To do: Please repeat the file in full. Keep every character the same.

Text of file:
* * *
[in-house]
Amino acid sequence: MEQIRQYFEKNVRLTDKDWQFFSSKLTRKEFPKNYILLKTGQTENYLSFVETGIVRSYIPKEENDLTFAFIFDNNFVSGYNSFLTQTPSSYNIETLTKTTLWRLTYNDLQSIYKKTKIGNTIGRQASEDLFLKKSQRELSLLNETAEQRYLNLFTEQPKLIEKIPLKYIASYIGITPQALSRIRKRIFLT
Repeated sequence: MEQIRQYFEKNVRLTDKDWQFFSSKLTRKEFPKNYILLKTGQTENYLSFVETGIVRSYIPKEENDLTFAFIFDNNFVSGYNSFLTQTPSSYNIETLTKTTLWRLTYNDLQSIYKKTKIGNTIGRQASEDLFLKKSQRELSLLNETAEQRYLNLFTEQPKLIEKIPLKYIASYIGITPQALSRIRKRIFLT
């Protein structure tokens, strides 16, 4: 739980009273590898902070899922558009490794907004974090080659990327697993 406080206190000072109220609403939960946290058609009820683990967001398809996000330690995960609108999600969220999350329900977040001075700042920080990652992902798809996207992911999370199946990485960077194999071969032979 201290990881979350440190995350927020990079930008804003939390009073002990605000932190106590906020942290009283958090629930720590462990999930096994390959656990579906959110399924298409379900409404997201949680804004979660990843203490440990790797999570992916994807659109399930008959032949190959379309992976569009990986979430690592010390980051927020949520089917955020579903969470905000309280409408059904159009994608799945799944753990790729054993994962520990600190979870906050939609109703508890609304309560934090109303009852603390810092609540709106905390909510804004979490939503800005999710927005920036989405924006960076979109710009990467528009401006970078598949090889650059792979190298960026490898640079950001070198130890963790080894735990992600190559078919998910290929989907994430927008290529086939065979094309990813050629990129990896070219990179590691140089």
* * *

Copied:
[in-house]
Amino acid sequence: MEQIRQYFEKNVRLTDKDWQFFSSKLTRKEFPKNYILLKTGQTENYLSFVETGIVRSYIPKEENDLTFAFIFDNNFVSGYNSFLTQTPSSYNIETLTKTTLWRLTYNDLQSIYKKTKIGNTIGRQASEDLFLKKSQRELSLLNETAEQRYLNLFTEQPKLIEKIPLKYIASYIGITPQALSRIRKRIFLT
Repeated sequence: MEQIRQYFEKNVRLTDKDWQFFSSKLTRKEFPKNYILLKTGQTENYLSFVETGIVRSYIPKEENDLTFAFIFDNNFVSGYNSFLTQTPSSYNIETLTKTTLWRLTYNDLQSIYKKTKIGNTIGRQASEDLFLKKSQRELSLLNETAEQRYLNLFTEQPKLIEKIPLKYIASYIGITPQALSRIRKRIFLT
């Protein structure tokens, strides 16, 4: 739980009273590898902070899922558009490794907004974090080659990327697993 406080206190000072109220609403939960946290058609009820683990967001398809996000330690995960609108999600969220999350329900977040001075700042920080990652992902798809996207992911999370199946990485960077194999071969032979 201290990881979350440190995350927020990079930008804003939390009073002990605000932190106590906020942290009283958090629930720590462990999930096994390959656990579906959110399924298409379900409404997201949680804004979660990843203490440990790797999570992916994807659109399930008959032949190959379309992976569009990986979430690592010390980051927020949520089917955020579903969470905000309280409408059904159009994608799945799944753990790729054993994962520990600190979870906050939609109703508890609304309560934090109303009852603390810092609540709106905390909510804004979490939503800005999710927005920036989405924006960076979109710009990467528009401006970078598949090889650059792979190298960026490898640079950001070198130890963790080894735990992600190559078919998910290929989907994430927008290529086939065979094309990813050629990129990896070219990179590691140089």